The Shah-kalin Dhukuti of Hanumandhoka Palace that was empty but remained in a very damaged condition due to the 2015 April 25 Gorkha earthquake has been renovated and utilized as a new museum that focuses on reconstructing the Kasthamandap and Kathmandu's past after the 2015 April 25 Gorkha earthquake . . .
The "Resilience within the Rubble" Post-Earthquake Gallery was inaugurated exactly three years after the Gorkha earthquake on the same day as when the earthquake struck Nepal. It commemorates the various, cumulative efforts of Nepali citizens in salvaging the fallen artifacts and monuments of the Hanumandhoka Durbar Square in a series of photographs along with a special "My Earthquake Story" section where the visitors are encouraged to recall and share what they were doing during the earthquake and how the earthquake impacted their lives.
As one of the structures that were completely collapsed during the Gorkha Earthquake, the Kasthamandap Temple is one of the focus of this gallery. Among the items displayed are many medieval era coins that were discovered during the process of excavation and renovation of Kasthamandap in addition to various contemporary day-to-day items that were salvaged from Kasthamandap's rubble.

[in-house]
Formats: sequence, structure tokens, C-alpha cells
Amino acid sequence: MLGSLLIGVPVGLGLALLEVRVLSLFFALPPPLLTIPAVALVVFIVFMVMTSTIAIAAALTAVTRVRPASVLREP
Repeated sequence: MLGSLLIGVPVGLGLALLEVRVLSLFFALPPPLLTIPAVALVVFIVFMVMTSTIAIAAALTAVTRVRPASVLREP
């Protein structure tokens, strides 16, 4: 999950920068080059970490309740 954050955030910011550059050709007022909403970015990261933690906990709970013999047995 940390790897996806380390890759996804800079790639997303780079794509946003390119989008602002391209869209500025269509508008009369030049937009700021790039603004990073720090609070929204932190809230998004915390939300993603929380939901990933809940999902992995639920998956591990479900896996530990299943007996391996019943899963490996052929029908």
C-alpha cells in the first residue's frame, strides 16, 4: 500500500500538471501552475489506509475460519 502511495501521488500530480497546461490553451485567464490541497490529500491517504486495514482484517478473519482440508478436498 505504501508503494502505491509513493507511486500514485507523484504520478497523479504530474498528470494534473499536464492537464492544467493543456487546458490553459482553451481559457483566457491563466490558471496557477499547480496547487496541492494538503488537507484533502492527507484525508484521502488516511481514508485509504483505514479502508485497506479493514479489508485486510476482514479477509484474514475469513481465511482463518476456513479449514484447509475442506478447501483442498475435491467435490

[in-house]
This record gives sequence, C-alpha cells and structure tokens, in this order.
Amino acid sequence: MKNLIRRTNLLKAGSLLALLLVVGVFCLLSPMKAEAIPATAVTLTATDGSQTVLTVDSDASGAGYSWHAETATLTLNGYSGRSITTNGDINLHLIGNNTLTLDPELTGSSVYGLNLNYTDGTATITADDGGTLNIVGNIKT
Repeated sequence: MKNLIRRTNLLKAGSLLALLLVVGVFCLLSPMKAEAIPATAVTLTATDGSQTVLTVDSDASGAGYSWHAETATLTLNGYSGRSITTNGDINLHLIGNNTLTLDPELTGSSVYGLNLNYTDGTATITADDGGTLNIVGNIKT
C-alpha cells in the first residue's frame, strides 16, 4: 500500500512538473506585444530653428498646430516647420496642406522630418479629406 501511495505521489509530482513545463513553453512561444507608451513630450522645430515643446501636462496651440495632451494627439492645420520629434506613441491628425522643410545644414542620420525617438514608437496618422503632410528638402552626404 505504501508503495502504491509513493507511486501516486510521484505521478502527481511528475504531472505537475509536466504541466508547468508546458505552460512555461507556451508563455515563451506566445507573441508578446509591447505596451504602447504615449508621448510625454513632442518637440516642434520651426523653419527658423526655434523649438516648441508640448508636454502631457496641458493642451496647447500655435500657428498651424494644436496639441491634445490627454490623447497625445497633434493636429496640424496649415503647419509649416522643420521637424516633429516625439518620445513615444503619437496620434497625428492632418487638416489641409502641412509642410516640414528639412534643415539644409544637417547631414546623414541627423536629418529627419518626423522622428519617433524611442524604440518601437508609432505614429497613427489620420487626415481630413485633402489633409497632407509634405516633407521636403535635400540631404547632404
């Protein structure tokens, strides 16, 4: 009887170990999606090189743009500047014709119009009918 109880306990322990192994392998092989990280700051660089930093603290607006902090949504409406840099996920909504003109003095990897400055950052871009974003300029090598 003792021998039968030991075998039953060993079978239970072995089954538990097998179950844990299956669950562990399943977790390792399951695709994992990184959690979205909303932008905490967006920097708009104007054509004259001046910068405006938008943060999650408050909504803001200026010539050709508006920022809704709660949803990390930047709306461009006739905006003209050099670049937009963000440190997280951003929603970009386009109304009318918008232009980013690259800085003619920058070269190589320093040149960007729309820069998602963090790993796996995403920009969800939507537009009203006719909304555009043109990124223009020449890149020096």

Owing to the Dhukuti's unique rectangular, sectional architecture, the other half of the building has been utilized as a temporary gallery whereby exhibitions of different themes are displayed in an ever-changing fashion. Through photographs, sketches, and paintings, one of the most recent themes explored the celebration of the Indra Jatra festival in Kathmandu which is renowned worldwide for the chariot processions of the living goddess Kumari.